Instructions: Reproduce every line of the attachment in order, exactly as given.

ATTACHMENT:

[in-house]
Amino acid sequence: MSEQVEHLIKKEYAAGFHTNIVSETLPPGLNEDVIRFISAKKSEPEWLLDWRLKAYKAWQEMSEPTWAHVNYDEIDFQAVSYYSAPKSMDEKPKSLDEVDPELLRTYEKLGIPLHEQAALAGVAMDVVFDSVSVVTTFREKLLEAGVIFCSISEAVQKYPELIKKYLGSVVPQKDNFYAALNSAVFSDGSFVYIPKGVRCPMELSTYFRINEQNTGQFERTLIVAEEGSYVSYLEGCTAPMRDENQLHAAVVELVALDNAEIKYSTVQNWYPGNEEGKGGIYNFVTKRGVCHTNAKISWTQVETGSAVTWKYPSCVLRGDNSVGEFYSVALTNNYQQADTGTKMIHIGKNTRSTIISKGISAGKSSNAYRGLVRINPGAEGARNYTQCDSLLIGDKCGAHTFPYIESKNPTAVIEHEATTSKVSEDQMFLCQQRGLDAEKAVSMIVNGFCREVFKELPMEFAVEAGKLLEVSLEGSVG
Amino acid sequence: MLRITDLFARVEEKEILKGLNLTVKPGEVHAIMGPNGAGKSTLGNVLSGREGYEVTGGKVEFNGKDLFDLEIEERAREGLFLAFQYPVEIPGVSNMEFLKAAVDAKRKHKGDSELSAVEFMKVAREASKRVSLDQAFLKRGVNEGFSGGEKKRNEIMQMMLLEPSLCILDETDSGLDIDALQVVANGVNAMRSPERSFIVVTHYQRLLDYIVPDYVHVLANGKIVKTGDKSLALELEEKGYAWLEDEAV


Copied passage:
[in-house]
Amino acid sequence: MSEQVEHLIKKEYAAGFHTNIVSETLPPGLNEDVIRFISAKKSEPEWLLDWRLKAYKAWQEMSEPTWAHVNYDEIDFQAVSYYSAPKSMDEKPKSLDEVDPELLRTYEKLGIPLHEQAALAGVAMDVVFDSVSVVTTFREKLLEAGVIFCSISEAVQKYPELIKKYLGSVVPQKDNFYAALNSAVFSDGSFVYIPKGVRCPMELSTYFRINEQNTGQFERTLIVAEEGSYVSYLEGCTAPMRDENQLHAAVVELVALDNAEIKYSTVQNWYPGNEEGKGGIYNFVTKRGVCHTNAKISWTQVETGSAVTWKYPSCVLRGDNSVGEFYSVALTNNYQQADTGTKMIHIGKNTRSTIISKGISAGKSSNAYRGLVRINPGAEGARNYTQCDSLLIGDKCGAHTFPYIESKNPTAVIEHEATTSKVSEDQMFLCQQRGLDAEKAVSMIVNGFCREVFKELPMEFAVEAGKLLEVSLEGSVG
Amino acid sequence: MLRITDLFARVEEKEILKGLNLTVKPGEVHAIMGPNGAGKSTLGNVLSGREGYEVTGGKVEFNGKDLFDLEIEERAREGLFLAFQYPVEIPGVSNMEFLKAAVDAKRKHKGDSELSAVEFMKVAREASKRVSLDQAFLKRGVNEGFSGGEKKRNEIMQMMLLEPSLCILDETDSGLDIDALQVVANGVNAMRSPERSFIVVTHYQRLLDYIVPDYVHVLANGKIVKTGDKSLALELEEKGYAWLEDEAV